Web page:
AF Flex Anchor, and Cryo Anchor

The double wall pipe support anchor design is unique, and used to provide a fixed anchor point for the inner pipe. Generally it is recommended to also fix the outer pipe close to this location, by means of standard fixed piping clamps on the outer pipe. Countless failures of welded fixed supports in double wall piping have led us to develop this fairly simple, but incredibly robust double wall pipe support. The engineering aspect of this design is the fixing point of the inner pipe allows the piping designer to “reset” all displacements and movements from this point.

The unique nozzle loading properties inherent in the special design allow for far higher and predictable nozzle loading allowances, compared to weldings, and all fixed supports are delivered with nozzle loading specifications. The double wall pipe support anchor available for all typical double wall pipe dimensions, and in any materials.  Please enquire for specifications, costings and delivery times.

The AF Flex anchor is now available in a cryogenic edition, which insulates the inner pipe from the outer pipe, whilst providing the same level of fixed support between the inner and outer pipe.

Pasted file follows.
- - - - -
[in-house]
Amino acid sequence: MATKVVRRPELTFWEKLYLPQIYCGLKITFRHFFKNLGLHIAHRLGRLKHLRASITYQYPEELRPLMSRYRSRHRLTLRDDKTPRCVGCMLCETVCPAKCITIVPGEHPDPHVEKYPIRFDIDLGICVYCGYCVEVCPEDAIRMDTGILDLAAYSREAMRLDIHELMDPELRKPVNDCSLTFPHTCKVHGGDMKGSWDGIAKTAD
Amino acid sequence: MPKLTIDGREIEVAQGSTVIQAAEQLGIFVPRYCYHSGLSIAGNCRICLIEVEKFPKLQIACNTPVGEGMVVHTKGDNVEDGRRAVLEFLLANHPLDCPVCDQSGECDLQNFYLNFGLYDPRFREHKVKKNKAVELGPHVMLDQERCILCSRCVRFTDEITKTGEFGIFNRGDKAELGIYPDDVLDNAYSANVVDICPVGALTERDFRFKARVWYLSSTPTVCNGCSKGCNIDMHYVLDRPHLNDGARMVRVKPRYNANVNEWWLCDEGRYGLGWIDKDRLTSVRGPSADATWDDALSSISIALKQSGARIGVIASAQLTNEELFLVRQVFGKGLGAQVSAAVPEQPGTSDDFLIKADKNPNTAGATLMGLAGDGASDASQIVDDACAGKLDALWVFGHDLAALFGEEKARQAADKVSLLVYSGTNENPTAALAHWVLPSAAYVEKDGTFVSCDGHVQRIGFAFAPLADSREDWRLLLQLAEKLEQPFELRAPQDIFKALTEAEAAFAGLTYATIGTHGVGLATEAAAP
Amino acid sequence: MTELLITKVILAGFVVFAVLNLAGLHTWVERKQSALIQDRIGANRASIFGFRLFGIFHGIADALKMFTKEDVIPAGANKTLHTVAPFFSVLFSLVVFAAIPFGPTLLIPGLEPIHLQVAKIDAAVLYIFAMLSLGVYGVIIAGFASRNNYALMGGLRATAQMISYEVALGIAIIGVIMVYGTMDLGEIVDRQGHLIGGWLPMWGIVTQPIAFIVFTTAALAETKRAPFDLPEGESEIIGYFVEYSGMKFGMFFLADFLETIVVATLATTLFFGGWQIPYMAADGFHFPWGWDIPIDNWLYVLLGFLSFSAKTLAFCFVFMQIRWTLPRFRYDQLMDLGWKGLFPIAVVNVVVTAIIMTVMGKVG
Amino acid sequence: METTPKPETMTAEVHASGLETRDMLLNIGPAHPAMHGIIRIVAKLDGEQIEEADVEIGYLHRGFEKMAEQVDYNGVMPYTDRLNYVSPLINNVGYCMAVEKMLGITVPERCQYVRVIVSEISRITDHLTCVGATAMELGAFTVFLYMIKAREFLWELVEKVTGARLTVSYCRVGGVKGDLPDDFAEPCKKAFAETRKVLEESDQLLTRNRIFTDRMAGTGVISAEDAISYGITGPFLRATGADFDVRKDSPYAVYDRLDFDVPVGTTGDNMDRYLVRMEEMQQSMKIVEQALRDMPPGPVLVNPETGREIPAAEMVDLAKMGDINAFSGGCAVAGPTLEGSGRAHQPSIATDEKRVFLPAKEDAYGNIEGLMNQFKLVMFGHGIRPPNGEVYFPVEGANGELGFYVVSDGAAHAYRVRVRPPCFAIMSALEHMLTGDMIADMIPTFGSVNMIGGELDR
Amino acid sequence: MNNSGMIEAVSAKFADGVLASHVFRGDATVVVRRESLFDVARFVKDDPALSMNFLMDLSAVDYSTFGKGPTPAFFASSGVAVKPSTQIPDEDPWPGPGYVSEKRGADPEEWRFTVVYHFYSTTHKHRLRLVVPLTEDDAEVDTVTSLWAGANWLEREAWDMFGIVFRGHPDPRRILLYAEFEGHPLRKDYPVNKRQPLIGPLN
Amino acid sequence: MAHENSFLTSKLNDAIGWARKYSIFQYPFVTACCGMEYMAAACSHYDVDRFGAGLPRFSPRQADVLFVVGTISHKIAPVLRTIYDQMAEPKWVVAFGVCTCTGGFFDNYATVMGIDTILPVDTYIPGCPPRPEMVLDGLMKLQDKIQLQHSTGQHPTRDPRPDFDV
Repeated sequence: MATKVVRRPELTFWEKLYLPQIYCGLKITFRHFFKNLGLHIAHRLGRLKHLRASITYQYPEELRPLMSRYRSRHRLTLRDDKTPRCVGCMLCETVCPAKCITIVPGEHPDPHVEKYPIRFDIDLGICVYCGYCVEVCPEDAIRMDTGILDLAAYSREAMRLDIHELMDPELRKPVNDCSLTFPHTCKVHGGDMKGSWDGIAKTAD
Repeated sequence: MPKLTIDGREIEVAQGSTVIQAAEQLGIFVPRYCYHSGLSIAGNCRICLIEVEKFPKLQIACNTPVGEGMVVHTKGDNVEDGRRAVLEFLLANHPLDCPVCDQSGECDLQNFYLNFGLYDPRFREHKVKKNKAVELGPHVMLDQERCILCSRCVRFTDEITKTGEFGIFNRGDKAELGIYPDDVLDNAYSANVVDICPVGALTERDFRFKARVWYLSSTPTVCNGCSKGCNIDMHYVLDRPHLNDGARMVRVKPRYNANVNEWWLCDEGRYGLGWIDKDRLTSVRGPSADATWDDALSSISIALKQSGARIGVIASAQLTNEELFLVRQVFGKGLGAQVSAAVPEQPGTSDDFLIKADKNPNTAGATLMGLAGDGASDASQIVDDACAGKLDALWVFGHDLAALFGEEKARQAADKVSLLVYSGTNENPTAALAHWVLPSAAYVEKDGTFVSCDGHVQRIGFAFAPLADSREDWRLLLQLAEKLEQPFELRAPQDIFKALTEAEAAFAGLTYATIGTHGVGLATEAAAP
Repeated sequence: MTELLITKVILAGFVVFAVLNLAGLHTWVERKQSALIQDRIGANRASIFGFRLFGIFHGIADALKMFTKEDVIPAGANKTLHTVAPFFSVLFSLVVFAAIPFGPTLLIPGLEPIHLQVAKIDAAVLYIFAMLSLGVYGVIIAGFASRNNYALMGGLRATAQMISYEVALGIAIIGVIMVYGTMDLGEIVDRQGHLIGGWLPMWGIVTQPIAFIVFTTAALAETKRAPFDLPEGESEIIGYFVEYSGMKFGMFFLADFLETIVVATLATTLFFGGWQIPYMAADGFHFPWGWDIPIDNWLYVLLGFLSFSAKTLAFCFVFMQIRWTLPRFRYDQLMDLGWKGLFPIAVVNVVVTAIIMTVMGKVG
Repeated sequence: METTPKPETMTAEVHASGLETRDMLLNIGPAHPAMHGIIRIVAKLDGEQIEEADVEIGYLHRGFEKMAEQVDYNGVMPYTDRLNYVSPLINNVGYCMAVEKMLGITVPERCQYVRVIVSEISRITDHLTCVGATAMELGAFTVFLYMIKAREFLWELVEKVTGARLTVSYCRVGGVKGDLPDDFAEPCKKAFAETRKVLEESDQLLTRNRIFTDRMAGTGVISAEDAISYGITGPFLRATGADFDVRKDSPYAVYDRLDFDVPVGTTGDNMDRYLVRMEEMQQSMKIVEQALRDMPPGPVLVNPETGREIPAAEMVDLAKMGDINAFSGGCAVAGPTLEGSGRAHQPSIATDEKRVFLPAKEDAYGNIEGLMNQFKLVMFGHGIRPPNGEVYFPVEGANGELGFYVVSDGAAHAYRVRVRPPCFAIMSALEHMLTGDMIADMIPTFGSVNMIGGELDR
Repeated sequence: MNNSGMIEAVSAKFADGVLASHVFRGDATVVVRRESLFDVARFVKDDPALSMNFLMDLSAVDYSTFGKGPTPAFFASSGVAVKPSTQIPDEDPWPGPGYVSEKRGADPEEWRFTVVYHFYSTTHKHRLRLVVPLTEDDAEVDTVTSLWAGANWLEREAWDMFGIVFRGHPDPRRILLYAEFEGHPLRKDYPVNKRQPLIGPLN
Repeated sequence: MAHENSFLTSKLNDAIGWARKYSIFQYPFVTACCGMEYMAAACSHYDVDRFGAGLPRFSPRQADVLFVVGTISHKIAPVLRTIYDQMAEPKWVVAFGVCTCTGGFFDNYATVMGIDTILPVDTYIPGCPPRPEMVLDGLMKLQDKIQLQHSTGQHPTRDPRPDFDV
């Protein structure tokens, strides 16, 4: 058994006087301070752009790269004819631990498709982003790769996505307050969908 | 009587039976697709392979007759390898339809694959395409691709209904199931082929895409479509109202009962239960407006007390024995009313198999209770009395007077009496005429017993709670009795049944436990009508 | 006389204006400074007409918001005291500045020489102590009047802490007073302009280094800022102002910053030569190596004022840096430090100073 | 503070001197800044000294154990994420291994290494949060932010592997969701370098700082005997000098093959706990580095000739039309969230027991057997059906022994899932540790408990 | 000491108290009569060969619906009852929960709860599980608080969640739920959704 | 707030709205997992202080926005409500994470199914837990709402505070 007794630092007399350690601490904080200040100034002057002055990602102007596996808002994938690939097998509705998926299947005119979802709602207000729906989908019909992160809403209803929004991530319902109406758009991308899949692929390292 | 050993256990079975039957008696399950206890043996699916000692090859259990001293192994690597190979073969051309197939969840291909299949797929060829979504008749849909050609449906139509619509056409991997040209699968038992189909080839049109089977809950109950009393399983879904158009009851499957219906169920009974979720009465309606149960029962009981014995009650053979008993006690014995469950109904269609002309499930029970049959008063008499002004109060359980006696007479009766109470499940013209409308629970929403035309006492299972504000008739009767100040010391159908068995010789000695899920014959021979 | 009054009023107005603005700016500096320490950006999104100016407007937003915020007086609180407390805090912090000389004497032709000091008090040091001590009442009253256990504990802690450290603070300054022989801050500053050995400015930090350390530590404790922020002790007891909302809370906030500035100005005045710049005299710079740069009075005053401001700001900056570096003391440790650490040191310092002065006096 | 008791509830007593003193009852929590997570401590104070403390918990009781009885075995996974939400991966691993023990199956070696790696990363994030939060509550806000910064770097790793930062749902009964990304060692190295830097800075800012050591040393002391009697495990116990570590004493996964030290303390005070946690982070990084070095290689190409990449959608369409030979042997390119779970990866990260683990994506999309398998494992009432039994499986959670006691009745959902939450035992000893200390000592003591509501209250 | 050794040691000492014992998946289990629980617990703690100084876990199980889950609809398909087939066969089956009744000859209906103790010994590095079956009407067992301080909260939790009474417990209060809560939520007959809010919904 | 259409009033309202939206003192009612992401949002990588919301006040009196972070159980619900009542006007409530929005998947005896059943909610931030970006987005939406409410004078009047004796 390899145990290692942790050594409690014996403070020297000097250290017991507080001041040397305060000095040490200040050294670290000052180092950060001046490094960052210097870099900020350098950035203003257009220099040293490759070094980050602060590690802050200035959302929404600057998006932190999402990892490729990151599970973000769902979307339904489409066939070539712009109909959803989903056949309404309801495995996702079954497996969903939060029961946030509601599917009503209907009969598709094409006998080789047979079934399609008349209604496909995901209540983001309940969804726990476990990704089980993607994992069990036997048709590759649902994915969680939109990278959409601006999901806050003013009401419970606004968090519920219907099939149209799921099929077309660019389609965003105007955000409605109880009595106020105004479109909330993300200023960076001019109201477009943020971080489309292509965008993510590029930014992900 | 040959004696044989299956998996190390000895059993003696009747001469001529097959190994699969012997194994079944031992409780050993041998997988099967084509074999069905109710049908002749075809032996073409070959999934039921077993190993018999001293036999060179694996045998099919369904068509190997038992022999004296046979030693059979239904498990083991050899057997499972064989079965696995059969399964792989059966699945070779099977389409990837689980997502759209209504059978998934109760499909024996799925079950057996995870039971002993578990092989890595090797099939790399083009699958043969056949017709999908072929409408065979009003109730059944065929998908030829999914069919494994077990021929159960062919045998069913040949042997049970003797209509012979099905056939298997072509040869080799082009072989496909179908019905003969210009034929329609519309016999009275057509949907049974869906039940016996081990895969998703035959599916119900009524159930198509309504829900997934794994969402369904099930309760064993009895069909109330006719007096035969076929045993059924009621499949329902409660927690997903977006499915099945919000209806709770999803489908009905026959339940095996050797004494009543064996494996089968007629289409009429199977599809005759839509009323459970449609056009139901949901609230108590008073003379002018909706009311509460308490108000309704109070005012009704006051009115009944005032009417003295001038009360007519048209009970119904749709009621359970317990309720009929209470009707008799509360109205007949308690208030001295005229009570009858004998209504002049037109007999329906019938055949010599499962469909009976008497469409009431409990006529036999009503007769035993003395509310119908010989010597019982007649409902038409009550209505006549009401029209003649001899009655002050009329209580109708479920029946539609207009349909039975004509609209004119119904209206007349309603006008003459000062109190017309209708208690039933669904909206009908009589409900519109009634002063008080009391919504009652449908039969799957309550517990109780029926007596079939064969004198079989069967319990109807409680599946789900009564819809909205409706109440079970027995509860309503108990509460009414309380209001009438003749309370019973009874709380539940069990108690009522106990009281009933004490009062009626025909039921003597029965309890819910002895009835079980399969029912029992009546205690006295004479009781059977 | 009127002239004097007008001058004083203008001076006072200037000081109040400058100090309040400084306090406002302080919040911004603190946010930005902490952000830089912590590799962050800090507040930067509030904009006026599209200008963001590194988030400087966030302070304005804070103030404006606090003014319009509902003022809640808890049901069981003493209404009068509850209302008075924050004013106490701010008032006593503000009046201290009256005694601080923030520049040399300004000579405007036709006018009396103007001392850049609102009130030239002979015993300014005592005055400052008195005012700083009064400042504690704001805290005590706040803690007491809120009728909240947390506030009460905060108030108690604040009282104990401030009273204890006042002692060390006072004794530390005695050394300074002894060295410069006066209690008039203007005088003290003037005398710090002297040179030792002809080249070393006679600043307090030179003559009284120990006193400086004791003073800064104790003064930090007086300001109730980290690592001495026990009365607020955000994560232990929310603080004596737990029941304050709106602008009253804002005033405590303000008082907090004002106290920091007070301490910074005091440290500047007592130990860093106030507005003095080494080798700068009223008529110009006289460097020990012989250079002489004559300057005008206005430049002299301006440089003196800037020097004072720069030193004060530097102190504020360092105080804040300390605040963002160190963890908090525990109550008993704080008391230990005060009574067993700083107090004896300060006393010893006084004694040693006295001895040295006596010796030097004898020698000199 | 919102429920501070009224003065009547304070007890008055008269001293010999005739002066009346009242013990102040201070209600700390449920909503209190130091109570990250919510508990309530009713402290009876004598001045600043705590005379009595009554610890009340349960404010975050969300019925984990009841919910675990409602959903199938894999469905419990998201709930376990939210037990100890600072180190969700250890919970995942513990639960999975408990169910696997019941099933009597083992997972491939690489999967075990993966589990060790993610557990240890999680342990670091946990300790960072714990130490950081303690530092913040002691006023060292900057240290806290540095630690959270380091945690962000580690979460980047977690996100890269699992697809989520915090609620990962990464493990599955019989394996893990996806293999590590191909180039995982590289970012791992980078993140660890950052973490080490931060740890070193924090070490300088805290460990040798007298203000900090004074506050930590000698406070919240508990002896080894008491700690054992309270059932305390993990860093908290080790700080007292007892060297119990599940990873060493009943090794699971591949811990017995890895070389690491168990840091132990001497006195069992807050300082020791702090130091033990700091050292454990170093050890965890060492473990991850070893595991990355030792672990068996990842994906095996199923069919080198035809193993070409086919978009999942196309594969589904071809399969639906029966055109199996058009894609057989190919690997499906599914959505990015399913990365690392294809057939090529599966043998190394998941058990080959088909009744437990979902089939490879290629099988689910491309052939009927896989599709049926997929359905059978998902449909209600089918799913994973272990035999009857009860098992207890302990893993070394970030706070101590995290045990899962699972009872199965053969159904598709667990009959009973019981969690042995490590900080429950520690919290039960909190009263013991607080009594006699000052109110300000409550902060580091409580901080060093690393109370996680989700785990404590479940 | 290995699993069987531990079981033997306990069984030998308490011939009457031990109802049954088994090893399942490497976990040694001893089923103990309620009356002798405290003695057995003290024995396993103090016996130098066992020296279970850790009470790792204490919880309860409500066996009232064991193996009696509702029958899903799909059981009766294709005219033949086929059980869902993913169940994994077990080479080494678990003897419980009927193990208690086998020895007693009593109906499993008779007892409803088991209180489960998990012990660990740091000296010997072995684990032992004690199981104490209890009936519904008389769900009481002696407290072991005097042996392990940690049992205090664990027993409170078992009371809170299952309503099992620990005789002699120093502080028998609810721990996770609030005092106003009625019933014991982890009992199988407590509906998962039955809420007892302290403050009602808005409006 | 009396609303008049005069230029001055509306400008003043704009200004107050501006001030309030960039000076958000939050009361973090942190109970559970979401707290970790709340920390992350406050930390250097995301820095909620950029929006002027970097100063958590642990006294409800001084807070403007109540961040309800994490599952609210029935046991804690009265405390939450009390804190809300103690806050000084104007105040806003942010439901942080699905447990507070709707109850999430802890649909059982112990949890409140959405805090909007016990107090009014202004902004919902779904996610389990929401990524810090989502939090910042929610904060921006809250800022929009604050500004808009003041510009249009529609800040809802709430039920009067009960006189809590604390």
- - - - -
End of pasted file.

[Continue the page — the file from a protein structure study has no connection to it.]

The structural behavior of the double wall pipe support anchor has been investigated through Finite Element Analyses (FEA), using the Ansys Ver. 15.0 code. Reference has been made to the following documents:

[1]                  ASME VIII – Div. 2 – Part. 5 – Design By Analysis

[2]                 ASME II – Part. D – Materials

The simulations have been carried out using an elastic-plastic analysis approach. The aim of the analyses is to assess the structural integrity of the weld connections against static and cyclic loads. The static analyses should check the protection against plastic collapse and local failure, while the effects of cycling loads should be checked through a ratcheting analysis (accumulation of plastic strain, if any).

Static analyses – protection against plastic collapse and local failure

The protection against plastic collapse and local failure must be carried out using the Load and Resistance Factor Design approach, i.e. using a proper combination of factored loads, in which the factorization coefficient depends on the load case under investigation. The protection against plastic collapse is verified if the simulation converges in presence of the ultimate factored loads (highest design coefficient). The protection against local failure is verified if the equivalent plastic strain eP is smaller than the limiting tri-axial strain eL, in every location of the model. eP is a direct result of the elastic plastic analysis, while eL is defined as

in which eLu, asl, m2 are material dependent parameters, while s1, s2, s3, seq are the principal stress components, and the equivalent stress, respectively.